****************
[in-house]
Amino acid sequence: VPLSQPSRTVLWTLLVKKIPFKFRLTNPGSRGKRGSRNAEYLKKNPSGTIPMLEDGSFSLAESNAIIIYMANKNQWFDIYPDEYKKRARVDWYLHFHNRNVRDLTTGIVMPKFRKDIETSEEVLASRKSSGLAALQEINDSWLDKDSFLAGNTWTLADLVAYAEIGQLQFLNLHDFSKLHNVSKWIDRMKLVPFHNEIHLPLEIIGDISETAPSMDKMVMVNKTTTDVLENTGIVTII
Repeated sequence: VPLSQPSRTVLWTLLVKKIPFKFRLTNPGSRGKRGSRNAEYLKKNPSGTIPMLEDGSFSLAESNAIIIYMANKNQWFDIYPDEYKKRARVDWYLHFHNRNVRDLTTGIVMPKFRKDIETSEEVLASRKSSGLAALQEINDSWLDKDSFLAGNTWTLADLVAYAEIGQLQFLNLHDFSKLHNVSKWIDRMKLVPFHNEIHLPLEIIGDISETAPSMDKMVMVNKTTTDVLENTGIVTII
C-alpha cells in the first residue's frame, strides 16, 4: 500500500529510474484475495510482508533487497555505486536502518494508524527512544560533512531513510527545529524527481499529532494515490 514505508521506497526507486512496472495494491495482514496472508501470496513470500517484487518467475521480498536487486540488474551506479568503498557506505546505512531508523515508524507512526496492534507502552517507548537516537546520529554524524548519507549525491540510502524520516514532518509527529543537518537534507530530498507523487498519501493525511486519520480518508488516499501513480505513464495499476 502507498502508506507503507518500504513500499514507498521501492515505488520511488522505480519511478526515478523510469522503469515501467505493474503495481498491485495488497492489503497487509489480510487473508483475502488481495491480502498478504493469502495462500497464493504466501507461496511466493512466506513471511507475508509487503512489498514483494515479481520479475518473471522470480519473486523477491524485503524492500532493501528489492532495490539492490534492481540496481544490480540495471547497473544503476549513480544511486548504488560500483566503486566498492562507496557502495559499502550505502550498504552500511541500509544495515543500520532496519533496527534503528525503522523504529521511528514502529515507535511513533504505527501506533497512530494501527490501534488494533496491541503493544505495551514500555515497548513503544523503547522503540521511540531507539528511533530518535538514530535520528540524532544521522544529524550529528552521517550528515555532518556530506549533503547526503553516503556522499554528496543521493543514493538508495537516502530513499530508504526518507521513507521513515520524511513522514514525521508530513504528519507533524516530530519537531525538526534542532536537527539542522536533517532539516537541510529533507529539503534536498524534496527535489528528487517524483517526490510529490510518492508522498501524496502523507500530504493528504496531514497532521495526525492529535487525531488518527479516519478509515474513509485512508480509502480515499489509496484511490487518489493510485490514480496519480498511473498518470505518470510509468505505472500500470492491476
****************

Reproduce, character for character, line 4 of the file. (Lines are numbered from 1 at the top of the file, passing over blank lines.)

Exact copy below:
C-alpha cells in the first residue's frame, strides 16, 4: 500500500529510474484475495510482508533487497555505486536502518494508524527512544560533512531513510527545529524527481499529532494515490 514505508521506497526507486512496472495494491495482514496472508501470496513470500517484487518467475521480498536487486540488474551506479568503498557506505546505512531508523515508524507512526496492534507502552517507548537516537546520529554524524548519507549525491540510502524520516514532518509527529543537518537534507530530498507523487498519501493525511486519520480518508488516499501513480505513464495499476 502507498502508506507503507518500504513500499514507498521501492515505488520511488522505480519511478526515478523510469522503469515501467505493474503495481498491485495488497492489503497487509489480510487473508483475502488481495491480502498478504493469502495462500497464493504466501507461496511466493512466506513471511507475508509487503512489498514483494515479481520479475518473471522470480519473486523477491524485503524492500532493501528489492532495490539492490534492481540496481544490480540495471547497473544503476549513480544511486548504488560500483566503486566498492562507496557502495559499502550505502550498504552500511541500509544495515543500520532496519533496527534503528525503522523504529521511528514502529515507535511513533504505527501506533497512530494501527490501534488494533496491541503493544505495551514500555515497548513503544523503547522503540521511540531507539528511533530518535538514530535520528540524532544521522544529524550529528552521517550528515555532518556530506549533503547526503553516503556522499554528496543521493543514493538508495537516502530513499530508504526518507521513507521513515520524511513522514514525521508530513504528519507533524516530530519537531525538526534542532536537527539542522536533517532539516537541510529533507529539503534536498524534496527535489528528487517524483517526490510529490510518492508522498501524496502523507500530504493528504496531514497532521495526525492529535487525531488518527479516519478509515474513509485512508480509502480515499489509496484511490487518489493510485490514480496519480498511473498518470505518470510509468505505472500500470492491476